Every bill mailed to Macdonald contained a questionnaire requesting 1 to 5 ratings on job performance. "If you give a rating less than 4, you are called by HartmanBaldwin to discuss and resolve the problem," says Macdonald. She never gave a low rating. "The service was impeccable and the work quality is unbelievable," she says. And the frequent requests for feedback showed her that the company aimed to please.

Please they did. After a year of inspired fine-tuning, the outdoor makeover was finished. The Macdonalds cook, eat, entertain, relax and basically live outdoors. Jan loves reading with her son by the fireplace each night.

Even the folks at HartmanBaldwin were impressed. Macdonald's many changes were certainly a challenge, but her changes got it right. "The place is just this side of perfection," says Coats.

Budget History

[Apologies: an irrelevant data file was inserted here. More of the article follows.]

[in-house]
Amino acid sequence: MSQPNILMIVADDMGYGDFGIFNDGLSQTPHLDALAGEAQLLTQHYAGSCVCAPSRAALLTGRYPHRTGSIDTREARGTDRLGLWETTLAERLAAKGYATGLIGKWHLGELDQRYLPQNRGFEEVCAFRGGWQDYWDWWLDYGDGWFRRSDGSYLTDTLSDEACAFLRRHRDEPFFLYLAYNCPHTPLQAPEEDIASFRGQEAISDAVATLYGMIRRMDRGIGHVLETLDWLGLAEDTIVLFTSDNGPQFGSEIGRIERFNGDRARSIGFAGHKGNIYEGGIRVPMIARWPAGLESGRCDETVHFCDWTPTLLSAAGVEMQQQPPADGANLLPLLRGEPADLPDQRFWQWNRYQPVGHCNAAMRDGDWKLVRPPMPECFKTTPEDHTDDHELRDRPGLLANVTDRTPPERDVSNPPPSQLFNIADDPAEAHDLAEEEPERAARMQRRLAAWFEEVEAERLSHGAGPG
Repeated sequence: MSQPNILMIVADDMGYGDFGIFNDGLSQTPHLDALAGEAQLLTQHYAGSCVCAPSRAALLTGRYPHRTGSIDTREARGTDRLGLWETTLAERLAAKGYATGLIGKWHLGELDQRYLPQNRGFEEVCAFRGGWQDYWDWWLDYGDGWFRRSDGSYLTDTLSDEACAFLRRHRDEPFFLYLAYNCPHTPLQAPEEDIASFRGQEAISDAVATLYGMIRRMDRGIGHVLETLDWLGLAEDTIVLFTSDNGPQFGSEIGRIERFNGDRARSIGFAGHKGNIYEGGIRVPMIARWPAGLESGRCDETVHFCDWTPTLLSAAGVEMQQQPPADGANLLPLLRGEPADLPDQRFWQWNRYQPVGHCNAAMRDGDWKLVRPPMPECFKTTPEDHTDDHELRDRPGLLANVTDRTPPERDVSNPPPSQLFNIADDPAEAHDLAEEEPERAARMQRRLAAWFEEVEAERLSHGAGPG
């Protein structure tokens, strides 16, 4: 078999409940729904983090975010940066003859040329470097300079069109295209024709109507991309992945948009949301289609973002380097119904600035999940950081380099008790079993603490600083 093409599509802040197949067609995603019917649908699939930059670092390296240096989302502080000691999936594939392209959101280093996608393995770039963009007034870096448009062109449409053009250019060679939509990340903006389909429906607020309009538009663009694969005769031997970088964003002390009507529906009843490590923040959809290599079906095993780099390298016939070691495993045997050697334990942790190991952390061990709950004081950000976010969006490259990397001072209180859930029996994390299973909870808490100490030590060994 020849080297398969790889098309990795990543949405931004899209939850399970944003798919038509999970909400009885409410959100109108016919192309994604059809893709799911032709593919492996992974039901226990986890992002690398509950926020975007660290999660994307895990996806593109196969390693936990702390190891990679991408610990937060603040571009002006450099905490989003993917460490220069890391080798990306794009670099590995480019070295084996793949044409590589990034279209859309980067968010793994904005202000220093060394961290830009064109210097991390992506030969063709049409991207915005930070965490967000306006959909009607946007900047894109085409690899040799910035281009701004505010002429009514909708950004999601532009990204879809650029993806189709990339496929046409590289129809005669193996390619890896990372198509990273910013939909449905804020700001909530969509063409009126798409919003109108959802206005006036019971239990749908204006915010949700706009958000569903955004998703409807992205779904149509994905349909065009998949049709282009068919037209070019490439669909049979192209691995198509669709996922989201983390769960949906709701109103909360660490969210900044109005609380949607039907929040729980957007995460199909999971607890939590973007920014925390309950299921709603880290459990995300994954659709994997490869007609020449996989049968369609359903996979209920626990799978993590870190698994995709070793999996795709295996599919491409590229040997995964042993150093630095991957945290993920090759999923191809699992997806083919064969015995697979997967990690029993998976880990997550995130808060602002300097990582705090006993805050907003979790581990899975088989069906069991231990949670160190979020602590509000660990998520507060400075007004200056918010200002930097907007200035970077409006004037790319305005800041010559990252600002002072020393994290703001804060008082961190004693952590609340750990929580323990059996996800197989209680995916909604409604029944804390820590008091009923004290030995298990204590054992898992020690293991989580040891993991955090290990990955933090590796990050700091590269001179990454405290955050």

Initial estimate $171,634
Add ons: 38,634
Relocate and screen pool equipment 14,228
Move HVAC equipment 1,795
New plantings 9,561
Slate flooring 3,227
New electrical 2,422
New irrigation 599
Faux painting block wall 3,705
Miscellaneous 3,097
Final price of job: $210,268
Cost to produce $163,378
Gross profit $46,890
Budgeted gross profit 25.9%
Actual gross profit 22.3%


The Financials

HartmanBaldwin stands behind its estimates, guaranteeing them to be within 15 percent of the final cost of the project as described in the written scope of work, says architect Hudson Pruitt. But all bets were off on the Macdonald outdoor remodel when plans changed and the project mushroomed beyond its original scope.

But, the company does expect design/build projects to grow; "usually people add stuff when they see the job coming together," Pruitt says. Those additions generally make the project — and HartmanBaldwin as design/builder — look all the better. Besides, the crew typically is on site anyway, so labor costs rise little due to add-ons.